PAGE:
A second step in the process of opening the container 10 according to this invention is pressing inwardly on pressure regions 60 of the sidewall 14 on both sides of the recess 42. Squeezing or depressing the pressure regions 60 of the sidewall 14 pulls the side edges 62 of the recess 42 slightly away from the latch 30 thereby releasing the remaining portion of the latch 30 from the recess 42 and permitting the spring force of the living hinge 32 to pop the latch 30 upwardly as shown in FIG. 4. The lateral ridges 51 will become dislodged from the respective lateral sockets 55 as a result of this second step if these features are included on the closure 12 and container 10.
The final step of opening the container 10 is shown in FIG. 5 wherein the user 52 grasps the latch 30 after it is released from the recess 42 and pivots the latch 30 upwardly about the living hinge 32 thereby pulling the closure 12 from the rim 18 of the container 10 and pivoting the closure 12 about the living hinge 22 to open the container 10.
The combined steps of depressing the flexible portion 54 of the latch 30 to dislodge the first portion 56 of the latch 30 from the recess 42 and subsequently squeezing or pressing the pressure regions 60 of the sidewall 14 proximate the recess 42 and thereby releasing the remaining portion of the latch 30 from the recess 42 and then grasping and pulling the latch 30 provide a simple and effective technique for opening the container 10.
It will be appreciated that the sequential steps for opening the container 10 of this invention can be easily accomplished by a senior citizen or other person with limited manual dexterity. Moreover, the steps required for opening the container 10 are neither readily apparent nor easily discerned by a child. As a result, the container 10 and closure 12 according to this invention is both child resistant and senior friendly.
Closing the container 10 is very simply accomplished by pivoting the closure 12 downwardly about the living hinge 22 connecting it to the container 10 so that the lip 26 of the closure 12 mates with the rim 18 of the container 10 to provide an effective seal between the container 10 and closure 12. The next step in closing the container 10 is pivoting the latch 30 downwardly toward the sidewall 14 of the container 10 about the living hinge 32 connecting it to the closure 12 and then forcing the latch 30 into the recess 42 to thereby provide a child resistant package. Alternatively, if an adult wishes to avoid the child resistant feature of this invention, he or she would simply not press the latch 30 into the recess 42. The mating closure 12 and upper rim 18 of the container 10 provide an effective seal against inadvertent or unwanted opening of the package during storage or handling. For the user 52 to open the container 10 without the latch 30 seated within the recess 42, he or she merely pulls upwardly on the latch 30 as shown in FIG. 5.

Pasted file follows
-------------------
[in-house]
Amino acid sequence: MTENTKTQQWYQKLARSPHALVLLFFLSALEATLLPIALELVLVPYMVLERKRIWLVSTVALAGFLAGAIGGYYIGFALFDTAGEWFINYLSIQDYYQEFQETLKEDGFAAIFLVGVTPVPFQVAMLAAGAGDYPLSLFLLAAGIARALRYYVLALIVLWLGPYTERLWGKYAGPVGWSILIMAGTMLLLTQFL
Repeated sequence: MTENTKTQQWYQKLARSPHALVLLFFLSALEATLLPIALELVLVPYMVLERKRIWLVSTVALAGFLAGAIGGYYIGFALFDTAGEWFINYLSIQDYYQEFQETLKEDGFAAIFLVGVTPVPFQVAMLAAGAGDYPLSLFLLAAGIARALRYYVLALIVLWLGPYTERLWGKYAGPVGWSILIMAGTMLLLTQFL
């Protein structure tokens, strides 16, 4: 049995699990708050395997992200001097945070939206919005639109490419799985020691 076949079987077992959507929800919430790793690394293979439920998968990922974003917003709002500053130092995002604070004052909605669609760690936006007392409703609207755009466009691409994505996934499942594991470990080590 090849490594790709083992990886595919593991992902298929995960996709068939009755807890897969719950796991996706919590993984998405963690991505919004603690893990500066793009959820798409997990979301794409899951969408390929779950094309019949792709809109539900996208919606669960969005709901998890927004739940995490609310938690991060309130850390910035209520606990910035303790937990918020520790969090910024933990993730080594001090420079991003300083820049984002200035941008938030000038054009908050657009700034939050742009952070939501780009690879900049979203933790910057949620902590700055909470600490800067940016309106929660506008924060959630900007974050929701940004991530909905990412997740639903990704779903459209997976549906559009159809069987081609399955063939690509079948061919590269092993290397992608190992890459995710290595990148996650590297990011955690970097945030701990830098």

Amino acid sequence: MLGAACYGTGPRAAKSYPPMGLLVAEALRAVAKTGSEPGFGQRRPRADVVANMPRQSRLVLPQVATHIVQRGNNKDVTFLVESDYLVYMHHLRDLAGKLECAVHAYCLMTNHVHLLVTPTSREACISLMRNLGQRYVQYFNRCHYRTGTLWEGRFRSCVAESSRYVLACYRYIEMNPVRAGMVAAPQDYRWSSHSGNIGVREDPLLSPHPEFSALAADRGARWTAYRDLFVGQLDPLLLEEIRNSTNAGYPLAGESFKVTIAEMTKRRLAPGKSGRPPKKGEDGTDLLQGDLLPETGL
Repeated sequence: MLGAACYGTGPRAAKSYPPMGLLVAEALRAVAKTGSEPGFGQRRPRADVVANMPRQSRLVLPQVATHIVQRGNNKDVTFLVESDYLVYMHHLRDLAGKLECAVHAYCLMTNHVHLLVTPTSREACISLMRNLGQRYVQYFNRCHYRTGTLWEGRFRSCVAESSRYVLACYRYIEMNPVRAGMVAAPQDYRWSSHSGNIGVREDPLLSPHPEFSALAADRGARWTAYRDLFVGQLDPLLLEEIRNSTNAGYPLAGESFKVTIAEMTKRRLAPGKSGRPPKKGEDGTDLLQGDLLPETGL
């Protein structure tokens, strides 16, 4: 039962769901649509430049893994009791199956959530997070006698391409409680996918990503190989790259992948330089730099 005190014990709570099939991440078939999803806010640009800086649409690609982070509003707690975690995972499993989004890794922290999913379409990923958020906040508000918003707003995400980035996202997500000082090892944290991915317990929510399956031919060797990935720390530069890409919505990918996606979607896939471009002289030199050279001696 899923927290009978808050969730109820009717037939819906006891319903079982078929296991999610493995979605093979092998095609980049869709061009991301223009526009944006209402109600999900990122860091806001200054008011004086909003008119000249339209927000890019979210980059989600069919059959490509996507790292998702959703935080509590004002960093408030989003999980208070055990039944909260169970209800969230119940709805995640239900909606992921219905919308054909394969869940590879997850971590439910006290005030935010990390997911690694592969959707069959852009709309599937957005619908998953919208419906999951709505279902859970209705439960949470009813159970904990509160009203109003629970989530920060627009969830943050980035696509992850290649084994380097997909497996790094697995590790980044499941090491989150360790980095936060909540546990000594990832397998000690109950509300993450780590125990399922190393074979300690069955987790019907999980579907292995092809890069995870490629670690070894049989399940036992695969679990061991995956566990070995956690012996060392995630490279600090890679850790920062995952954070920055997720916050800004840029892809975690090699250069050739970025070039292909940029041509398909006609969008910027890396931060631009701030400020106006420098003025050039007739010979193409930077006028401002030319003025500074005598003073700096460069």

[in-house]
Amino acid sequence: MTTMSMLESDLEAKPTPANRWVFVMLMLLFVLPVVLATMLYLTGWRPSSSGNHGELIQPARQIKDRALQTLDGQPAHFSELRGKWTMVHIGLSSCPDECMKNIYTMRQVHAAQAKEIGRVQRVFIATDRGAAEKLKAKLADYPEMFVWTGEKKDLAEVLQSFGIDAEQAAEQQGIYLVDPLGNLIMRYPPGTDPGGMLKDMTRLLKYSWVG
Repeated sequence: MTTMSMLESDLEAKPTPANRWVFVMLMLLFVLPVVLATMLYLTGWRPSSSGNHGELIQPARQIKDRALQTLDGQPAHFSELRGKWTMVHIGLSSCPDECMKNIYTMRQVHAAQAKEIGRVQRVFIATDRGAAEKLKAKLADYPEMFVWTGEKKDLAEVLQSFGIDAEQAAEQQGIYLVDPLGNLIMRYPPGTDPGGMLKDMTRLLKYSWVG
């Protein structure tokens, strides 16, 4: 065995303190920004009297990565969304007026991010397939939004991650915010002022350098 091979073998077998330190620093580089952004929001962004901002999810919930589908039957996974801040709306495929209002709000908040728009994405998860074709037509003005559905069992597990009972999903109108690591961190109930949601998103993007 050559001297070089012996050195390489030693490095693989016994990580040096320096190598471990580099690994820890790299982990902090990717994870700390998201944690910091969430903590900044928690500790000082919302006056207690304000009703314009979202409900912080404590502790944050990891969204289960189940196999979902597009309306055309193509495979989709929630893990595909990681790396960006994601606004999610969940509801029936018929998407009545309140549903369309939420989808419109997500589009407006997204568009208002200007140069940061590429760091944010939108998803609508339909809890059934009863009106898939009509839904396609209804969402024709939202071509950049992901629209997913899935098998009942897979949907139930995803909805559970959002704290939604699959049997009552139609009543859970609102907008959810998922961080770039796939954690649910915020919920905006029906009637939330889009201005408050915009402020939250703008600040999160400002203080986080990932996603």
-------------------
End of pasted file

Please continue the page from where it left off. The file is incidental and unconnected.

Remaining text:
Referring to FIG. 6, a viewing panel 64 providing visual access to the contents 66 of the container 10 is preferably included in the sidewall 14. The viewing panel 64 can be formed in the sidewall 14 during the injection molding process. The viewing panel 64 is a more translucent or more transparent portion of the sidewall 14.
Another feature of the present invention is shown in FIG. 7 and includes a tamper evident indicator comprising a label 68 adhesively or otherwise affixed to the sidewall 14 wherein a portion of the label 68 covers at least a portion of the latch 30 seated within the recess 42. When the latch 30 is seated within the recess 42 a generally flush or planar surface is presented on the container 10 thereby providing a surface for the label 68 and enhancing the aesthetics and functionality of the invention and minimizing the likelihood that the latch 30 or other components may be damaged, snagged or broken during handling. The tamper evident label 68, if broken or damaged upon receipt by the user, indicates that the contents 66 may have been tampered with or compromised and as such provides an important warning to the user. The tamper evident label 68 preferably includes perforations 70 or lines of weakness which enable the user to peal the portion of the label 68 covering the latch 30 and surrounding area away from the container 10 prior to opening the container 10 as shown in FIGS. 3-5.